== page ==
UF study: Robots cut 20 minutes off vasectomy reversal
Published: Monday, January 11, 2010 at 5:46 p.m.
Last Modified: Monday, January 11, 2010 at 5:46 p.m.
Cutting 20 minutes off the time spent in surgery to reverse a vasectomy might not seem like much. But to a couple trying to get pregnant, it can be a very big deal.
That's the view of Dr. Sijo Parekattil, director of male infertility and microsurgery at the University of Florida.
Parekattil recently completed a year-long study looking at the time needed to perform vasectomy reversal using robot-assisted surgery compared with conventional surgery in which the surgeon is aided by a microscope.
Sperm count after surgery is comparable over a year for the two procedures, according to the UF study, but the robotic procedure appears to result in a quicker rebound for sperm count.
The findings, to appear in an upcoming print edition of the Journal of Endourology, represent the first head-to-head comparison of robot-assisted vasectomy reversal and the microscope procedure that is widely used.
Many types of surgery are being aided by robots, and surgeons continue to explore new areas in which they can be used.
“This is state-of-the-art stuff, it's cutting-edge and a stepping stone to understanding whether or not we can use this technology on a more widespread basis,” said Dr. Wayne Kuang, director of Male Reproductive Health at the University of New Mexico, who was not involved in the study. “It's a natural progression from back in the days when we (surgeons) just had magnified eyeglasses.”
The procedure to reverse vasectomies using vasovasostomy, a form of microsurgery, was first performed in 1971. Vasovasostomy is effective at achieving pregnancy in 50 percent to 70 percent of cases, but it is costly, with total out-of-pocket costs in the United States of approximately $7,000.
Most patients pay out of pocket for vasectomy reversal. The robot-assisted procedure can cost more than $3,000 more than the microscope method.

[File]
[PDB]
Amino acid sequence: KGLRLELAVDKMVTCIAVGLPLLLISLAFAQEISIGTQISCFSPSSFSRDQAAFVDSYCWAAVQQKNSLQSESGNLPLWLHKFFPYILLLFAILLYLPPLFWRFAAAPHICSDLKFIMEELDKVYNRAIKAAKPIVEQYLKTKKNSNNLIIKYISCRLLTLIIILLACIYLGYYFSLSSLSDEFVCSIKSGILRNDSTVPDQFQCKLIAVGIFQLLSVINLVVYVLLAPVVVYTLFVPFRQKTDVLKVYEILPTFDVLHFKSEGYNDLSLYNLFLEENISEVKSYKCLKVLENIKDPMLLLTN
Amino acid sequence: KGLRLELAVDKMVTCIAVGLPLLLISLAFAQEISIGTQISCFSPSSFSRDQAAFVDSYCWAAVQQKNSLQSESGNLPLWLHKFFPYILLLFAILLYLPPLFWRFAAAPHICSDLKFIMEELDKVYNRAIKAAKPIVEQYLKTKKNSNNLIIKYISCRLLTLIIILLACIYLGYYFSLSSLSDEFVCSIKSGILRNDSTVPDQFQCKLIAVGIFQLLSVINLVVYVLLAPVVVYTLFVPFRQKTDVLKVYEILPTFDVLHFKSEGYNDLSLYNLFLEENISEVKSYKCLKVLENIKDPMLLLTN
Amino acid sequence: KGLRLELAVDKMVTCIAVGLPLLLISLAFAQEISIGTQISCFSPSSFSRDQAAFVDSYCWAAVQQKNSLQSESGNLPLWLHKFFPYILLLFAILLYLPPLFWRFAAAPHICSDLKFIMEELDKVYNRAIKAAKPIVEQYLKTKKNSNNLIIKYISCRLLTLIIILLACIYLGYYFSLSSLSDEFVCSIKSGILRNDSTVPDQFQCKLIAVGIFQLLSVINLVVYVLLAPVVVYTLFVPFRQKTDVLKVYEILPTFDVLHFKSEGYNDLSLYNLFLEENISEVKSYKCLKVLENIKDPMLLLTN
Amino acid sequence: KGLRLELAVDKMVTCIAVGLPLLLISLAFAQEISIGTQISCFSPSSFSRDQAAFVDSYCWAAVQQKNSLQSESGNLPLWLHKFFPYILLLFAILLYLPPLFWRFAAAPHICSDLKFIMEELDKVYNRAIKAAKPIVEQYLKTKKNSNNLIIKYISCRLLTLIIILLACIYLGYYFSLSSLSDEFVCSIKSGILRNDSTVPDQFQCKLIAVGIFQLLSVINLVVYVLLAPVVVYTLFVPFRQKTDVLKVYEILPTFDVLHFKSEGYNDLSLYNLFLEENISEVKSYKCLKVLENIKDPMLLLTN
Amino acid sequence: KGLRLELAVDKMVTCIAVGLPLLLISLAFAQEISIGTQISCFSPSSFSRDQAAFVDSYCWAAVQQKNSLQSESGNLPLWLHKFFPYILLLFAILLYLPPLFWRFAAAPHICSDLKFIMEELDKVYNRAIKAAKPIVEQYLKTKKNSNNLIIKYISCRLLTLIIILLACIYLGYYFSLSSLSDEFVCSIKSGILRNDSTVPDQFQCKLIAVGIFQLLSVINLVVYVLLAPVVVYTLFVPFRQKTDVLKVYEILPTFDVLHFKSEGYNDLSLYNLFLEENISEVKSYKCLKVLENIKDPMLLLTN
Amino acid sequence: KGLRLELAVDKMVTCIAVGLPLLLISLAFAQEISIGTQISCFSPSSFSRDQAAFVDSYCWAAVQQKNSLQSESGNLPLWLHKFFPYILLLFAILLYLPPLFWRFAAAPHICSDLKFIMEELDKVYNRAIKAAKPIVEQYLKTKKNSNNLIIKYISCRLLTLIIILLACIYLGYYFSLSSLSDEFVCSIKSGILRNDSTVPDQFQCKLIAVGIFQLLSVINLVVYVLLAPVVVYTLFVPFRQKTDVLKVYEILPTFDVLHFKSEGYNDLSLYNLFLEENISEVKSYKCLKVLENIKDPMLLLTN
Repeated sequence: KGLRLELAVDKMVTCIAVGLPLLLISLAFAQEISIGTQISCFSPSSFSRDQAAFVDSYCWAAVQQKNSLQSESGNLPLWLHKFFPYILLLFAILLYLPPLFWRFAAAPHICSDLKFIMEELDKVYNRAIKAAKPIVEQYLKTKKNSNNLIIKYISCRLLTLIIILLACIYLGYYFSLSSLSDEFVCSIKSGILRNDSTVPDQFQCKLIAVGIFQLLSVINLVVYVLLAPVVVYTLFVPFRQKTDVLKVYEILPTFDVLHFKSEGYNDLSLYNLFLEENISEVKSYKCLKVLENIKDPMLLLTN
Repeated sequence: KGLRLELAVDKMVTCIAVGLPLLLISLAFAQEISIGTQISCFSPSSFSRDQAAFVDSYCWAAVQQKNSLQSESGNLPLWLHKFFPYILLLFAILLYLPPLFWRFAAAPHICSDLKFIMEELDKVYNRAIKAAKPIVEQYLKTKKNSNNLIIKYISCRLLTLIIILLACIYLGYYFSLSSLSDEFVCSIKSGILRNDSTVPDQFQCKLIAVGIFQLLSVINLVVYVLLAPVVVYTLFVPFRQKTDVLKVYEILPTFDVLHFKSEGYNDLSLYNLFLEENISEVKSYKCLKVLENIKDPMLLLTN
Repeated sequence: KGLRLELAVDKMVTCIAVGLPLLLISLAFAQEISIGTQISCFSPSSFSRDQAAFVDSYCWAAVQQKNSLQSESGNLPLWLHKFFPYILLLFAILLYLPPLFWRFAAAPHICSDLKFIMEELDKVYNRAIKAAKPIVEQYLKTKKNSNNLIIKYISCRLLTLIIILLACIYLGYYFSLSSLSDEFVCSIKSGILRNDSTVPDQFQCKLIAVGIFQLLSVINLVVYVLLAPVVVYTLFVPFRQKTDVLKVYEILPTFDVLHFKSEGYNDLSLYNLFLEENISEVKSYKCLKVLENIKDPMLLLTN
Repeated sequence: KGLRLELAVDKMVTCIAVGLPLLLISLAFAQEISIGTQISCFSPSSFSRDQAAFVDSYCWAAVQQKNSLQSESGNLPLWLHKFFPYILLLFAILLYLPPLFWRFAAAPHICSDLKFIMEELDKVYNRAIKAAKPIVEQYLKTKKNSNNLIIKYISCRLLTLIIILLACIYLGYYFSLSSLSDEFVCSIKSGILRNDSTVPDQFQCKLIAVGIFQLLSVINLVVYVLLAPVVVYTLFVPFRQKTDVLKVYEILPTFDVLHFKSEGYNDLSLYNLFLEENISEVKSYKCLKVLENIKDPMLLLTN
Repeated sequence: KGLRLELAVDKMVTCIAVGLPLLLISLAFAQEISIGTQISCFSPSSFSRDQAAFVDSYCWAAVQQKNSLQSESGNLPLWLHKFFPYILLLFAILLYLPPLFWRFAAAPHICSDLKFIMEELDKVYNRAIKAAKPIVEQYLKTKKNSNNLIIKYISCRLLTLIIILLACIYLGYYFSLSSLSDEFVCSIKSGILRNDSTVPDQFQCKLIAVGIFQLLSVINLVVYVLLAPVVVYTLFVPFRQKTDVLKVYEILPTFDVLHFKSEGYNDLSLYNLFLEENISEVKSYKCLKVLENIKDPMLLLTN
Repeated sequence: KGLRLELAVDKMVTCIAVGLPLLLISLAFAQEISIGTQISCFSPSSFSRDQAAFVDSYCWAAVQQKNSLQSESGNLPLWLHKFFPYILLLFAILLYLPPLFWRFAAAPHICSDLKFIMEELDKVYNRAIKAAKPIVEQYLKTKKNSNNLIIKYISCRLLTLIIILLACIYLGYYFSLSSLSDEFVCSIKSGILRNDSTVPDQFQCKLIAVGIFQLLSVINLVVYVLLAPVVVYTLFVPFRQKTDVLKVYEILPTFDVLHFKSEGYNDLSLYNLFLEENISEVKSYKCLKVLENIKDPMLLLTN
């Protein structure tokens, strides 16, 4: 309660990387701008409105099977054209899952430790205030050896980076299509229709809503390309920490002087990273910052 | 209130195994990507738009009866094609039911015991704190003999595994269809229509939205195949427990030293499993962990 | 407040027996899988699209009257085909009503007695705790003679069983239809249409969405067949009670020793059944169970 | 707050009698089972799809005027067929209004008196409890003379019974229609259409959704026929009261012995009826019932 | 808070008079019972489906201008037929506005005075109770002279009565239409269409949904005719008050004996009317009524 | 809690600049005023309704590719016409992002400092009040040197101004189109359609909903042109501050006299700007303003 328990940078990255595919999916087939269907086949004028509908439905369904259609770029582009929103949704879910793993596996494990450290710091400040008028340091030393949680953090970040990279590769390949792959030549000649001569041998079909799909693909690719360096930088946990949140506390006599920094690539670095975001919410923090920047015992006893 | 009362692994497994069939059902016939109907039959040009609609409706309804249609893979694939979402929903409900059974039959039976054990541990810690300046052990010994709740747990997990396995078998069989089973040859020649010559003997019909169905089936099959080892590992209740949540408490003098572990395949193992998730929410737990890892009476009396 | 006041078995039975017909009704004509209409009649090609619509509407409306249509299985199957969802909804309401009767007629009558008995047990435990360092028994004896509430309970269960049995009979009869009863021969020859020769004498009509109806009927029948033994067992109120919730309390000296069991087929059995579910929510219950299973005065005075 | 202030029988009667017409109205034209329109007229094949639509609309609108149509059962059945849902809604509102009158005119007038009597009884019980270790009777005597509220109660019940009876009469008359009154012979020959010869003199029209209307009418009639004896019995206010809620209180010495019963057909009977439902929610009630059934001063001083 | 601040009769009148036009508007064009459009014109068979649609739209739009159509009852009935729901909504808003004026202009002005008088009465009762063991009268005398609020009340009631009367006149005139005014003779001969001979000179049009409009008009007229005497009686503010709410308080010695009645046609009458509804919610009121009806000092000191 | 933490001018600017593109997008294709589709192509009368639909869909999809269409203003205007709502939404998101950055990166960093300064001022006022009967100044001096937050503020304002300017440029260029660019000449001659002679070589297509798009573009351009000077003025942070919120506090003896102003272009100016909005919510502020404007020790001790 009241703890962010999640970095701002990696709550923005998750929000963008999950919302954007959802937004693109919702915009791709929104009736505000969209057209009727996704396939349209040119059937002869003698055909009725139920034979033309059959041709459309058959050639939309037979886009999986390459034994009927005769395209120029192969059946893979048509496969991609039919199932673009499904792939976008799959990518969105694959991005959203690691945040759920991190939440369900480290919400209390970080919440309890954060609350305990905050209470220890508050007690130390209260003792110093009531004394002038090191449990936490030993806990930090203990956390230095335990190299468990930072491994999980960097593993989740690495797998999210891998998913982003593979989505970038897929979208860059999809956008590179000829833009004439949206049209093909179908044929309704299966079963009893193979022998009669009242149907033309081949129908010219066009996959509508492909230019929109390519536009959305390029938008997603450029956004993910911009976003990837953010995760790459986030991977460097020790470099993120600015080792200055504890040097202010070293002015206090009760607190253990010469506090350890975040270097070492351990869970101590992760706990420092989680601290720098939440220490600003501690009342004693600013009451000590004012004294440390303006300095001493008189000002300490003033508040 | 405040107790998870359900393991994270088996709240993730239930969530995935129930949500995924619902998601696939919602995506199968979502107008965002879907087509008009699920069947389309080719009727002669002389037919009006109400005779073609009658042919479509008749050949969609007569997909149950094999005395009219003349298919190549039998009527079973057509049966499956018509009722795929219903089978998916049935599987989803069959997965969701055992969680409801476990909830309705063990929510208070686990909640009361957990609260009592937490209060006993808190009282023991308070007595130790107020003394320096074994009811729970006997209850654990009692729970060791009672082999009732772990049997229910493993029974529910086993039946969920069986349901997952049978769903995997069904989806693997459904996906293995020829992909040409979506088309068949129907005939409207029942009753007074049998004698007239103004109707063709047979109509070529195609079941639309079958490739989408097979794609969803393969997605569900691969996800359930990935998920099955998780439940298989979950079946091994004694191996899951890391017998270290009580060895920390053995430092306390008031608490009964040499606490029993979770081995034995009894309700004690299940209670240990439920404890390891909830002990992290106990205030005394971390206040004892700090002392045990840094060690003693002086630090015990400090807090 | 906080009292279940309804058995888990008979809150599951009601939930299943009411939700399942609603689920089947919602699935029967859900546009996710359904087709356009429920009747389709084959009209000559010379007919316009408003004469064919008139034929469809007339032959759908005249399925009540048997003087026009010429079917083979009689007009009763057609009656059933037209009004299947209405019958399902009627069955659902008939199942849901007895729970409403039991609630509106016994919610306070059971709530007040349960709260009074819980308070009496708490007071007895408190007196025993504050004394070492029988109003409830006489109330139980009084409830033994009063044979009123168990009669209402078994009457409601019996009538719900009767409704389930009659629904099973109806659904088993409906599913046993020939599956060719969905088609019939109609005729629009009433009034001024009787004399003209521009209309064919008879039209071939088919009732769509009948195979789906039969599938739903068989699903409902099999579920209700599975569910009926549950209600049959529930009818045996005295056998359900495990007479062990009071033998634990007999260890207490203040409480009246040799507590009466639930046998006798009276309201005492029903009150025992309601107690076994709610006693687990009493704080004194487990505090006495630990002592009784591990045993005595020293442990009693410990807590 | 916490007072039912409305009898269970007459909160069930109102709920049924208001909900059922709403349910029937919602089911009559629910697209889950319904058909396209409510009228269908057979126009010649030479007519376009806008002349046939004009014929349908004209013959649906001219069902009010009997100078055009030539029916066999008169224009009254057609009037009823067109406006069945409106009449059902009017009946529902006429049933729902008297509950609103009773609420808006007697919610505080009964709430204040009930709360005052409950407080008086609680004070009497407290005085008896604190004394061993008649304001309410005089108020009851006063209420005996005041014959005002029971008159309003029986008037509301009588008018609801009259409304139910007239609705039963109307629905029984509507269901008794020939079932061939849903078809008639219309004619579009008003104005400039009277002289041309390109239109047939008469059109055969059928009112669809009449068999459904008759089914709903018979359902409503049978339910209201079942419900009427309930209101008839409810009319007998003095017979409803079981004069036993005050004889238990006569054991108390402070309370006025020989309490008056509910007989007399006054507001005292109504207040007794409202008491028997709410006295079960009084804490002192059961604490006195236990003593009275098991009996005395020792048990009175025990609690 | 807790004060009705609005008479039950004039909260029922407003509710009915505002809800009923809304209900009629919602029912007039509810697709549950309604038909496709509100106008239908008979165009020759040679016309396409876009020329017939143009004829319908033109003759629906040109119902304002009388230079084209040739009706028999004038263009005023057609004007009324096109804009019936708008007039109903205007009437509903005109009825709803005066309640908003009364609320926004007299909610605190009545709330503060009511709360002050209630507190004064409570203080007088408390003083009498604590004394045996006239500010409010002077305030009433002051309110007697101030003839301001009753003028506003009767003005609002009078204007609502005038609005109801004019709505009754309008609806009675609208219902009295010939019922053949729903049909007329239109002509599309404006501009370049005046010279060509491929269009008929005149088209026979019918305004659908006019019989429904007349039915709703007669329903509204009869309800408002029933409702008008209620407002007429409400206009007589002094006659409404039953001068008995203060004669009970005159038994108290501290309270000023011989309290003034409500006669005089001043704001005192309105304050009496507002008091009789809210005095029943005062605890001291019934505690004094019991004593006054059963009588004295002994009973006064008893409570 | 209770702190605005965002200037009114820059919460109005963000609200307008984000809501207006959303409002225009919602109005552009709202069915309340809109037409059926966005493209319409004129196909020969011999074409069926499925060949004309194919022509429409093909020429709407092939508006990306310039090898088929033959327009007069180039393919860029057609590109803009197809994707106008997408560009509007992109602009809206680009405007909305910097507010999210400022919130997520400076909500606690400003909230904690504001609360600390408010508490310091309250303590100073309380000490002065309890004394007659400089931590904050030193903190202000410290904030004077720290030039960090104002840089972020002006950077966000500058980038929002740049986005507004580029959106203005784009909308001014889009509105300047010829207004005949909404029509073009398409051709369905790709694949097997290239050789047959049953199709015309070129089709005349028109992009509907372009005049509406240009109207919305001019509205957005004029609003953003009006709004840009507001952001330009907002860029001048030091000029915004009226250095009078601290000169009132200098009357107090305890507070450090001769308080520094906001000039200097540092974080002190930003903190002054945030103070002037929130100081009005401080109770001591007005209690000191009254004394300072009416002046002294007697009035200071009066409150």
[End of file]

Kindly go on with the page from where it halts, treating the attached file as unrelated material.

Some specialists in the field have questioned whether using an expensive robot to do something that is already done well simply with a microscope is a waste of resources.
“The big question is did it improve outcomes — either pregnancy rates or the time spent in surgery?” said Dr. Jay Sandlow of the department of urology at the Medical College of Wisconsin in Milwaukee.
Since many hospital fees are based on time, cutting operating time might offset some of the extra charges associated with the use of the robot.
Parekattil, who is fellowship-trained in both infertility microsurgery and robotics, suspects that the time reduction happens because the robot allows for more efficient use of instruments with the use of multiple arms and tools simultaneously.
It is too soon to tell whether pregnancy rates have improved since the mid-2009 conclusion of the one-year study in which 20 men had the robotic procedure and seven had the microscopic one. But two months after surgery, average sperm count in the robotic surgery group was 54 million, compared with 11 million in the microscopic surgery group. Early results show that the difference in sperm count between the two procedures decreases over time, however.
Despite the study's small sample size, physicians say it is promising and requires more evaluation and longer follow-up of patients to yield more widely applicable results.
“I don't think there's going to be a huge change in practice,” Sandlow said. “But in academia part of what we do is try to push the envelope and try to see what works and what doesn't — and it's through studies like this that we answer those questions.”
Contact Diane Chun at 374-5041 or email@example.com.
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